A charge for a white-collar crime gets taken very seriously in the state of Arizona. If you’re charged with this crime, you face a range of penalties. One of these often includes a prison sentence. However, with an experienced Phoenix criminal attorney like Belén Olmedo Guerra, you may avoid prison altogether and receive probation instead. At Belén Law Firm, our mission is to provide the best criminal defense and achieve the least possible punishment for our clients. This includes cases of high-profile and white-collar crime. Here are some things you should know about standard probation with white-collar terms. 

What is a white-collar crime?

The term “white collar” dates back to 1939. It refers to many different crimes, most relating to fraud and felony theft charges, committed by business or government officials. The intent behind these types of crimes generally relates to money and financial gain. Any illegal act committed in an attempt to acquire money, property, or services for a business or personal gain is a white-collar crime. This includes illegal measures taken to avoid losing any money, property, or services as well. 

To be a white-collar crime, the crimes must have the elements of concealment, deceit, or a violation of trust. They differ from other criminal activity in the fact that they do not rely on any form of violence. Use of threats or physical force and intimidation do not apply to white-collar crime. Generally, white-collar crime does not entail contact between the perpetrator and the victim or victims. 

There is a long list that pertains to the different types of white-collar crime. Some of these offenses will be a state charge, while others will get charged at the federal level. Generally, a white-collar crime is a state charge if the fraud involved a state agency or involved fraud only within the state lines. When the crime affects interstate commerce and crosses state lines, that is when it becomes a federal charge. Depending on the individual circumstances of the case, it’s possible to get charged with a white-collar crime at both the state and federal levels.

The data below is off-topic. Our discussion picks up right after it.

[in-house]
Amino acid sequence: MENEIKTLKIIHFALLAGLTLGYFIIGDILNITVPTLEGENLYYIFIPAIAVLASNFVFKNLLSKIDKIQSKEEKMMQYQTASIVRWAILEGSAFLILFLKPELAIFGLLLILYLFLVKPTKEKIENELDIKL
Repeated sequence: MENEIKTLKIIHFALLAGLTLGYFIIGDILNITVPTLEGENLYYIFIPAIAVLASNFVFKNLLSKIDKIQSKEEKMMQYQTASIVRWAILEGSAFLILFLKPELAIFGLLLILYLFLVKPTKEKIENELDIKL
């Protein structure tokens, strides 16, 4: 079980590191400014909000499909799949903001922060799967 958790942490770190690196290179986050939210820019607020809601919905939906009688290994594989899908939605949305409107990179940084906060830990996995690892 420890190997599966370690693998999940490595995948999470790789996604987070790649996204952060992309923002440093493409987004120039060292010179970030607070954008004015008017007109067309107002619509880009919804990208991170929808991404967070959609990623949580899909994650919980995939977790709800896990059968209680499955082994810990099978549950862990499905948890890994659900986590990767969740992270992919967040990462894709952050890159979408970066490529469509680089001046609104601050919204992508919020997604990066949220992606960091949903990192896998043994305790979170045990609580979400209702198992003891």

White Collar Crimes at the State Level

Here are some offenses that might occur at the state level if they occur within state lines:

  • Insider Trading
  • Credit Card Fraud
  • Bribery
  • Embezzlement
  • Investment Fraud
  • Money Laundering
  • Auto Insurance Fraud
  • Healthcare Fraud
  • Probation Violations
  • Unemployment Insurance Fraud
  • Worker’s Compensation Fraud

White Collar Crimes at the Federal Level

Again, any white-collar crime that crosses state lines, involves a federal agency, or abuses the banking system in some way would fall under the federal level. With that in mind, here are some offenses that courts might consider a white-collar crime at the federal level.

  • Antitrust Violations
  • Asset Forfeiture
  • Counterfeiting
  • Economic Espionage
  • Environmental Law Violation
  • Bankruptcy Fraud
  • Computer and Internet Fraud
  • Corporate Fraud
  • Government Fraud
  • Insurance Fraud
  • Mail Fraud
  • Phone and Telemarketing Fraud
  • Securities and Commodities Fraud
  • Welfare Fraud
  • Check Fraud
  • Wire Fraud
  • Identity Theft
  • Immigration Law Violations
  • Intellectual Property Theft/Piracy
  • Money Laundering
  • Public Corruption
  • Tax Evasion
  • Trade Secret Theft 

How are white-collar crimes punished?

Finding the right punishment for a white-collar crime is a challenge to every judge that faces one of these defendants. The possible penalties for this offense range from fines to imprisonment. A federal charge will generally bring a much harsher punishment than that of a state charge. A comprehensive list of these punishments includes the following:

  • Community Confinement
  • Fines
  • Forfeitures
  • Home Detention
  • Imprisonment
  • Restitution
  • Supervised Release/Probation

If the defendant admits guilt and takes responsibility from the start, sentences often get lessened. If the defendant further helps authorities with their investigation, their punishment may also decrease.